Interfaith Families

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I have been having an exchange with a young man in Europe who is from mixed faith background. Kamal is 19. His father is Belgian and his mother is Moroccan. They met and fell in love in Belgium. Kamal was born in Belgium and was raised as a Muslim for the first 14 years of life. These days Kamal is not officially affiliated with any faith. Yet he is conflicted between the faiths of his parents, and there is a significant pain in his story.

“Some members of my mother’s family did not accept the marriage of my parents,” Kamal told me, saying his maternal family’s argument was “that Islam does not recognize women marrying outside of the faith.”

Then Kamal asked me if this was true. The following is part of what was my response to him:

Thank you for writing and providing me some background information about your family. As you indicated, and over your 19 years of life, you had seen and experienced the tug-of-war that sometimes occur when there are interfaith marriages. Some families would prefer to go through the tug-of-war with their child rather than face the criticisms of their family and coreligionists in their community. This is, of course, not unique to Muslims alone; whenever there are interfaith marriages the couple breach an unspoken “rule” that one should marry within their own faith. It is very similar to interracial marriages, where families of different ethnic backgrounds are challenged with integrating their lives with the lives of their children. Thankfully, some who are challenged with such a situation – whether religious or racial – come to realize that they can either be supportive of the couple, or they can continue the animosity that they have promoted prior to the actual marriage of their coreligionists in their family.

Sadly, members of the Muslim faith – as in your particular situation – are strongly linked to their traditions. Although they considered these cultural traditions as part of their religious faith, the two are not synonymous with the Islamic faith. From a Progressive Islamic viewpoint the Islamic faith encourages marriage, but it does not limit to whom a person should marry, i.e., their particular faith, race, and even sexual diversity. What the Qur’an requests from the believers who wish to marry is to (1) marry from the single among you, and (2) be amicable towards your spouse and all things that you do, even in divorce.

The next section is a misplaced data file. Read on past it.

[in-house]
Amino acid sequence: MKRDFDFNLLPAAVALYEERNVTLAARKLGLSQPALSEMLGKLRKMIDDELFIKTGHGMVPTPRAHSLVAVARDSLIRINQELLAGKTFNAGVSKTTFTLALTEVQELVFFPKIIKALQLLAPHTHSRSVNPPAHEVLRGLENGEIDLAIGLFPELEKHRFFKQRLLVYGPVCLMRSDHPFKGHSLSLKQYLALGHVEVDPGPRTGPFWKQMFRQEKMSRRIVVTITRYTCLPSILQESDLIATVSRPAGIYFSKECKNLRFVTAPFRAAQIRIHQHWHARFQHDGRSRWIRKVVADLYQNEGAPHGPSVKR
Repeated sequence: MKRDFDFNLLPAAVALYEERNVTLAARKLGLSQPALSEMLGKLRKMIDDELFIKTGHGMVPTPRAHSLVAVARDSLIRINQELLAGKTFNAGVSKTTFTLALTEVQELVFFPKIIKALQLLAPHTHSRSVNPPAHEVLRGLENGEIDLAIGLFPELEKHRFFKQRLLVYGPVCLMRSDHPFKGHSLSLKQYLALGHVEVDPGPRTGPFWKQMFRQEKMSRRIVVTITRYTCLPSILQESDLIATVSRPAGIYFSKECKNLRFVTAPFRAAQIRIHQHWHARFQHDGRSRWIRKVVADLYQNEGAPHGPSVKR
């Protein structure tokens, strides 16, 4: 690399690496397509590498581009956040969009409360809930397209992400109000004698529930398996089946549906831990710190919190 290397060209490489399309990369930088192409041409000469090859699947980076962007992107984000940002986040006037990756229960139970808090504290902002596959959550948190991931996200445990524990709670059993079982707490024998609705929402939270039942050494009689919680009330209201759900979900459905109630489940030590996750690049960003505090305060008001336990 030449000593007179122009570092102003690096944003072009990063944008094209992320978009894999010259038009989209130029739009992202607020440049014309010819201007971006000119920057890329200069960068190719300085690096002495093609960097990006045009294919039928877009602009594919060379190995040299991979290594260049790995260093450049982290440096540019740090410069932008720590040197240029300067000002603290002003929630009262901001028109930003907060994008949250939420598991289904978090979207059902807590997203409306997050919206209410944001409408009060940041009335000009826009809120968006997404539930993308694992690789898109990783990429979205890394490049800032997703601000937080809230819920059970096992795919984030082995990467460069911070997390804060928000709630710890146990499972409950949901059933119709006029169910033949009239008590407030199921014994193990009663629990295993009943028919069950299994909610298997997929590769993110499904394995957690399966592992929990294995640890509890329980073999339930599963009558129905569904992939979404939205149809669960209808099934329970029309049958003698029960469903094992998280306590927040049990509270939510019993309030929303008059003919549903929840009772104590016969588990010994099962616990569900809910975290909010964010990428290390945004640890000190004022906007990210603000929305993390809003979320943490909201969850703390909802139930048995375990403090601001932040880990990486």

The demands of the couple are specific assurances related to age, mental health, understanding the type of contract they are entering for marriage, verbally articulating their acceptance of the marriage contract, and not being coerced into the marriage by a relative for personal gain. When a couple meets those minimum standards, the couple generally announces to the community that they are a married couple and puts the community on notice that they are contracted and uphold the responsibilities of their contract to each other, their families, and their communities.

Therefore, Kamal, it is not true that the Islamic faith would promote such limitations on humankind. What you are facing are human limitations that were originally limiting property rights of family and tribal groups. This was a method of agrarian and pre-modern societies where one’s security was based upon their tribal associations. Therefore, intermarriage between the tribal groups established the diversity of interfaith marriages, but also highlighted the reasons why such marriages were supported and maintained. As we moved through Islamic history, however, the reasons for marriage have changed significantly.

In modern times, husbands are not fully responsible for their wives – frequently due to the change in economic stability within the household because women are better educated and sometimes earn more money than their husbands – and men are taking on different roles in how their households and family lives are carried out. What is so important from this aspect, and has a more positive reflection upon modern families, is that gender role models have changed and our attitudes towards them must also evolve, for men who are house-husbands are just as capable and supportive of raising their children as would traditional mothers at home could do.

One additional thing that is very important for you as a teenager to understand, although your parents are your mother and father, at this age you should recognize that your parents were adults before they became your parents. This means that your parents were a man and woman prior to your birth, and had all of the possibilities of greatness and weaknesses of being human. As we grow older and are able to see our parents as human beings, we come to understand that our parents usually tried their best – even when they were not successful – and their intentions were for the best outcome, at least we can always accept that fact even if in actuality it was not that clear cut.

What is very important, and is stuck out in your conversation, is that you are challenged that your understanding of Islam, and what you’ve come to understand as being standards that you admire as a human being, are not being met by Muslim standards either demonstrated in your family, extended family or community. But what I can encourage you to do is to become more familiar with the Islamic faith and its diverse of opinions – for it is never been a monolithic faith – and come to understand that one has an array of opinions from different schools of Islamic theological thought from which to choose to follow, or utilize ijtihad (individual thinking) in assessing your particular situation.

Daayiee Abdullah is the Executive Director of MECCA Institute and the author of the forthcoming book A Dialogue With the Muslim Youth. He lives in Washington, DC.

 

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